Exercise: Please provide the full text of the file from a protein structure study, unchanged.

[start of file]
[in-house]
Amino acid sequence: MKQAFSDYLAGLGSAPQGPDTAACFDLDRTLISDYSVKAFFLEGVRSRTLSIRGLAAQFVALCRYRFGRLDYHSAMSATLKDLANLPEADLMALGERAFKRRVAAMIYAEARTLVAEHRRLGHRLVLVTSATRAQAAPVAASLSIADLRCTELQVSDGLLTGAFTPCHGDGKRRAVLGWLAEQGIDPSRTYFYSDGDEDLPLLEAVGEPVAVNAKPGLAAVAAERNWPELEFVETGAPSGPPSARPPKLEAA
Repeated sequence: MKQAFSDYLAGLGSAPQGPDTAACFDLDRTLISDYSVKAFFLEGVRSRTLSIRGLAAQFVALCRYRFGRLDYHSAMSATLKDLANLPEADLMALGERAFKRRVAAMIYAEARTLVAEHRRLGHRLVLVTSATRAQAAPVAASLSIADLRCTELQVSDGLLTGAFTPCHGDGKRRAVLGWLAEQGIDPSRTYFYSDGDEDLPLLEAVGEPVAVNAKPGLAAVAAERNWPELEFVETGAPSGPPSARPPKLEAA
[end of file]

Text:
[in-house]
Amino acid sequence: MKQAFSDYLAGLGSAPQGPDTAACFDLDRTLISDYSVKAFFLEGVRSRTLSIRGLAAQFVALCRYRFGRLDYHSAMSATLKDLANLPEADLMALGERAFKRRVAAMIYAEARTLVAEHRRLGHRLVLVTSATRAQAAPVAASLSIADLRCTELQVSDGLLTGAFTPCHGDGKRRAVLGWLAEQGIDPSRTYFYSDGDEDLPLLEAVGEPVAVNAKPGLAAVAAERNWPELEFVETGAPSGPPSARPPKLEAA
Repeated sequence: MKQAFSDYLAGLGSAPQGPDTAACFDLDRTLISDYSVKAFFLEGVRSRTLSIRGLAAQFVALCRYRFGRLDYHSAMSATLKDLANLPEADLMALGERAFKRRVAAMIYAEARTLVAEHRRLGHRLVLVTSATRAQAAPVAASLSIADLRCTELQVSDGLLTGAFTPCHGDGKRRAVLGWLAEQGIDPSRTYFYSDGDEDLPLLEAVGEPVAVNAKPGLAAVAAERNWPELEFVETGAPSGPPSARPPKLEAA